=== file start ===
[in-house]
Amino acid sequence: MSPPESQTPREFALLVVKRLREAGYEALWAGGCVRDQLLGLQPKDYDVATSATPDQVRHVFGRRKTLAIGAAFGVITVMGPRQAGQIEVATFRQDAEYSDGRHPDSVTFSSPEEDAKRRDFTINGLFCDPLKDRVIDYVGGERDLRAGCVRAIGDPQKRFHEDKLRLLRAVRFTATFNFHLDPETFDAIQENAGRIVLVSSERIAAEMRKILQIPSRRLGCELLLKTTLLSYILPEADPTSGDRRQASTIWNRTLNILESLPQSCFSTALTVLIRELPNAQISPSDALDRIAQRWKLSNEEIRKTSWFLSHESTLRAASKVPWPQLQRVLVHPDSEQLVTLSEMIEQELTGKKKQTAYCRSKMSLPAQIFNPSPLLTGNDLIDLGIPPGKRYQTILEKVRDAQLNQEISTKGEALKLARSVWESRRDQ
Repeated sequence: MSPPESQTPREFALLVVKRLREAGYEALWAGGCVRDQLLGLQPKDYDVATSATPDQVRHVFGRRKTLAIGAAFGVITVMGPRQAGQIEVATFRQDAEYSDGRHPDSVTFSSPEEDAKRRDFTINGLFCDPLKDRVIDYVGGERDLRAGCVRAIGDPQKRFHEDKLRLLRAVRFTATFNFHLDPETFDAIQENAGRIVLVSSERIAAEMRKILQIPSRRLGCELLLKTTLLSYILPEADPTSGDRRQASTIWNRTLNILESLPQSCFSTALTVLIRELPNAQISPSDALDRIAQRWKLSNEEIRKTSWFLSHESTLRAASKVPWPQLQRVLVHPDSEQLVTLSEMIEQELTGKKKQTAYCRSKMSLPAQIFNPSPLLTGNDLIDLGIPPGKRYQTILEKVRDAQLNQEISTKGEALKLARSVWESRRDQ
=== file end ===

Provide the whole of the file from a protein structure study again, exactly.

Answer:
[in-house]
Amino acid sequence: MSPPESQTPREFALLVVKRLREAGYEALWAGGCVRDQLLGLQPKDYDVATSATPDQVRHVFGRRKTLAIGAAFGVITVMGPRQAGQIEVATFRQDAEYSDGRHPDSVTFSSPEEDAKRRDFTINGLFCDPLKDRVIDYVGGERDLRAGCVRAIGDPQKRFHEDKLRLLRAVRFTATFNFHLDPETFDAIQENAGRIVLVSSERIAAEMRKILQIPSRRLGCELLLKTTLLSYILPEADPTSGDRRQASTIWNRTLNILESLPQSCFSTALTVLIRELPNAQISPSDALDRIAQRWKLSNEEIRKTSWFLSHESTLRAASKVPWPQLQRVLVHPDSEQLVTLSEMIEQELTGKKKQTAYCRSKMSLPAQIFNPSPLLTGNDLIDLGIPPGKRYQTILEKVRDAQLNQEISTKGEALKLARSVWESRRDQ
Repeated sequence: MSPPESQTPREFALLVVKRLREAGYEALWAGGCVRDQLLGLQPKDYDVATSATPDQVRHVFGRRKTLAIGAAFGVITVMGPRQAGQIEVATFRQDAEYSDGRHPDSVTFSSPEEDAKRRDFTINGLFCDPLKDRVIDYVGGERDLRAGCVRAIGDPQKRFHEDKLRLLRAVRFTATFNFHLDPETFDAIQENAGRIVLVSSERIAAEMRKILQIPSRRLGCELLLKTTLLSYILPEADPTSGDRRQASTIWNRTLNILESLPQSCFSTALTVLIRELPNAQISPSDALDRIAQRWKLSNEEIRKTSWFLSHESTLRAASKVPWPQLQRVLVHPDSEQLVTLSEMIEQELTGKKKQTAYCRSKMSLPAQIFNPSPLLTGNDLIDLGIPPGKRYQTILEKVRDAQLNQEISTKGEALKLARSVWESRRDQ